JTSR71 wrote: "In my opinion, science has really failed when it comes to dietary advice."
Oldbooks1 wrote: " My "hunch" is that the problems are just too complex to make it possible to sort out implications in a specific case."
My two cents: Probably the most important cause of medical science's flip-flopping and inability to provide us with sufficient knowledge about diet, cholesterol, triglycerides, and other important health information, is the result of poor science or poor scientific studies, which, in turn, is the result of the large amounts of money and long spans of time that are needed for proper studies. We know how to do rigorous studies but lack the funds and the patience to accomplish them.
Over the years much of the advice concerning medical issues has been educated guesses from leaders in the various medical fields and not from properly designed scientific studies: in other words, educated assumptions were taken as fact. A recent example was the ADA, who said it knew that dental flossing was absolutely necessary,according to dental science, for good dental health. But there was never a study done that actually verified said practice. Also,there were recent guidelines put in place in the US for who should take statins. Some mathematicians from Oxford using the same study and methodology that these guidelines were derived from discovered that taking a handful of nuts everyday or eating an apple everyday instead of taking statins would produce the same medical benefits, though this activity would cost more but would not have as many adverse side effects.Thus why have X number of people taking stains when we already knew that a handful of nuts per day would bring about the same results. Poor science?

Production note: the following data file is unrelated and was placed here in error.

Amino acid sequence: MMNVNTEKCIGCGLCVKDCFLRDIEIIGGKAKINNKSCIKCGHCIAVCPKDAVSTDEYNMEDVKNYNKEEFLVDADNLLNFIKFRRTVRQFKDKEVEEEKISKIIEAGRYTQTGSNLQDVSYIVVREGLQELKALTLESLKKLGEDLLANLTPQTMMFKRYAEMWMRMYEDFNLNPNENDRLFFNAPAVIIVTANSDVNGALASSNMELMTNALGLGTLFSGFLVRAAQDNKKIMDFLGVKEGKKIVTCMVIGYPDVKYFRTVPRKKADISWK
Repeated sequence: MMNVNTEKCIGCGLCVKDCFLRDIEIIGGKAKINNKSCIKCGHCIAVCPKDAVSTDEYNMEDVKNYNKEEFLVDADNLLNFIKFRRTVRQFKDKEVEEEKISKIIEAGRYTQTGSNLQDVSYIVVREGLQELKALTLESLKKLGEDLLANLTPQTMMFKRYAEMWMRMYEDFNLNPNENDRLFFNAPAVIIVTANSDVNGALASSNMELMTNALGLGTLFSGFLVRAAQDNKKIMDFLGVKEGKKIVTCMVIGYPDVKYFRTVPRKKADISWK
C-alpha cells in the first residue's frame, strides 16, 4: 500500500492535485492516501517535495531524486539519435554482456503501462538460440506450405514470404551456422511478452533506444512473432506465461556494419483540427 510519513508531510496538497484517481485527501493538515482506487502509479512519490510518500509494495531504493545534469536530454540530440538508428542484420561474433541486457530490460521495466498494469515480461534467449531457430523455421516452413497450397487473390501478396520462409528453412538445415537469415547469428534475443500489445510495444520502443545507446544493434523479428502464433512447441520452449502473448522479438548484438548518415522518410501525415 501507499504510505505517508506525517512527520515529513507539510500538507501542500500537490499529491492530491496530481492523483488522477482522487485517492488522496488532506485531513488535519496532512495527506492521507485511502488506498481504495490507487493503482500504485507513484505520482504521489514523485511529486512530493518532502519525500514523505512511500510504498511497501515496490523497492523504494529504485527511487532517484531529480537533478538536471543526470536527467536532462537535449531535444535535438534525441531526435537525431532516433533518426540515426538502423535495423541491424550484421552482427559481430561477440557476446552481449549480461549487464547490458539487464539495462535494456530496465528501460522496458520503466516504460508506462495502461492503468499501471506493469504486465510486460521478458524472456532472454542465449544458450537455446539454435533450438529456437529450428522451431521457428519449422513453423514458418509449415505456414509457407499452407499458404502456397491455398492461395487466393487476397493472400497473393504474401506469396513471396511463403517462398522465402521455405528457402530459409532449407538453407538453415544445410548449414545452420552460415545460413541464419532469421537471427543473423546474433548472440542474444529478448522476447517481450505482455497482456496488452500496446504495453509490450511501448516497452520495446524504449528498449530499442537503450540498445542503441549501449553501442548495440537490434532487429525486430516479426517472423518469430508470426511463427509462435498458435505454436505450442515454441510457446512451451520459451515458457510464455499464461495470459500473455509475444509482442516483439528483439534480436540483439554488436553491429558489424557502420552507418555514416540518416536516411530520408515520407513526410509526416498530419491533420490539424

A proper study--- a few years ago the VA began a long term supposedly rigorous volunteer study of the DNA of 1 million military veterans, which I happened to volunteer for. To date they have about 500,000 DNA samples with 500,000 to go. This study will take decades but will probably yield new and important information that could not be obtained without access to so many people for so many years. In medical science, large studies of this kind are rare, but are a must if we want to stop the guessing about what is or is not healthy. Hopefully it will not get the budget ax.
One other thought. To me, the biological sciences are immature, or perhaps even different in kind, compared to the "hard" sciences, and are unable, for various reasons, to achieve the same levels of reproducible and "certain" knowledge as a hard science such as electrical engineering, for example. So it could well be that medical science has innate limitations that we must live with.